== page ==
After the events of last year, coming to campus and starting in-person classes seemed like a nice return to normalcy. Though we still have to wear masks, it is nice to meet people and make connections, even when you are connecting over your mutual confusion within a class. However, something very astonishing occurred to me as I got out of my warm bed while the sky was still dark to walk to my 8 a.m. class: I missed virtual classes.
It sounds strange to me even now. Last year, the impersonal classes over Zoom were liked by very few. Sometimes the links didn’t work. Sometimes you forgot you weren’t muted. Sometimes you forgot your camera did nothing for your face. And yet, there were some parts that now seem better. Not having to account for walking time when setting your alarm for a morning class. Being able to pause lectures or watch them at double speed. Not having to raise your hand. But most importantly, having flexibility in when to do work.
Although every person has a different learning style, I have often found that lecturing in person does not seem greatly necessary. During in-person lectures, I often find myself sitting there in silence, scribbling notes and trying my best to not zone out. It can be difficult to truly process the information, making me wish I could pause the lecture for a moment. True, my inability to pay attention could stem from the alarming trend of shortening the attention span do to the barrage of the content we process daily. Nevertheless, being able to take a break and absorb information at my own pace now seems invaluable.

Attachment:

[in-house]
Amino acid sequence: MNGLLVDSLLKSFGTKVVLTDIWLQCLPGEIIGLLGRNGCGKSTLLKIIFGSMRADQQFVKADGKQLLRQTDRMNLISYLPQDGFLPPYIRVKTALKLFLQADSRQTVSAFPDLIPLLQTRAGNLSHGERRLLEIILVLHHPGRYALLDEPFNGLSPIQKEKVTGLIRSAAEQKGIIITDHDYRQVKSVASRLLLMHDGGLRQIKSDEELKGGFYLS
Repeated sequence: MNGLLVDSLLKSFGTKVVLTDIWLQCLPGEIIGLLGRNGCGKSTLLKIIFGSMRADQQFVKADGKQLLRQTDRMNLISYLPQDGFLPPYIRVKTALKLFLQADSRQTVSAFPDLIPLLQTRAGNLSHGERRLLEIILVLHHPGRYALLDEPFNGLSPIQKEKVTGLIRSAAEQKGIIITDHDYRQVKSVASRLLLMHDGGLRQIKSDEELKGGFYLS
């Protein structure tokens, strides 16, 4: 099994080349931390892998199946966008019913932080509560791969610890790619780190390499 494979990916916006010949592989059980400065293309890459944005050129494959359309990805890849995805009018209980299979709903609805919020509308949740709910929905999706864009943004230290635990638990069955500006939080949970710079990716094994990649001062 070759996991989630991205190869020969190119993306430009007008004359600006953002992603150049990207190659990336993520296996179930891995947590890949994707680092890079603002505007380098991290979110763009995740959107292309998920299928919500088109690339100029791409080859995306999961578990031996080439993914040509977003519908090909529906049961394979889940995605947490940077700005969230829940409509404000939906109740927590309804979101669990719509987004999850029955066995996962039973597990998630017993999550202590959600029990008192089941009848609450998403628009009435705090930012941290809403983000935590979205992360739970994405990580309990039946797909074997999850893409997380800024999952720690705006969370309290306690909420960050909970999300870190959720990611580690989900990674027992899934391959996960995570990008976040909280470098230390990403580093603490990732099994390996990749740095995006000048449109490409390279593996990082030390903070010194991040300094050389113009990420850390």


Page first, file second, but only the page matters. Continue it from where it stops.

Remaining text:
Moreover, I believe in-person meetings should be focused on collaborative and discussion-based learning – learning that must be done in person. I have found that going through problems or working on projects in person is most beneficial to my learning. This style of learning, deemed “flipped learning,” has become more popular over the last couple of years. In a 2016 study, researchers found students using the flipped learning method did better on assessments than those who learned the traditional way – in this case, lectures. In many ways, flipped learning appears to be a healthy blend of pre-COVID-19 and COVID-19 learning. It allows students to listen to lectures on their own time, when they feel most attentive while also giving them the opportunity to ask questions, solve problems and build connections. Yes, as I mentioned before, this learning style may not work for everyone; however, it is an option that allows for increased flexibility and potential for growth.
Unsurprisingly, this wish for flexibility is not only occurring on college campuses. Though unemployment was at an all-time high during the COVID-19 pandemic, as normalcy begins to return, more and more people fight the return to the pre-COVID-19 work-life system. A recent Forbes article states the percentage of people leaving jobs, 2.7% is higher than we saw in 2000. It is apparent that many have become used to the flexibility and found that they can do their jobs, and do it well, from home. Without a commute and closer to their loved ones.
Perhaps it is true. We will never again return to the way things were before COVID. But perhaps, as in this case, that can be a good thing. We can take from both times to create a new and better system. It is sad, that we may never have what we had before. But trying to push society back to that ‘normalcy’ is not the answer. COVID has unearthed many flaws within the system of society, the schooling system is but one. If we push ourselves back to what we had before without ever considering what we should keep from the times of COVID or change from the time before, we would be doing ourselves a huge disservice.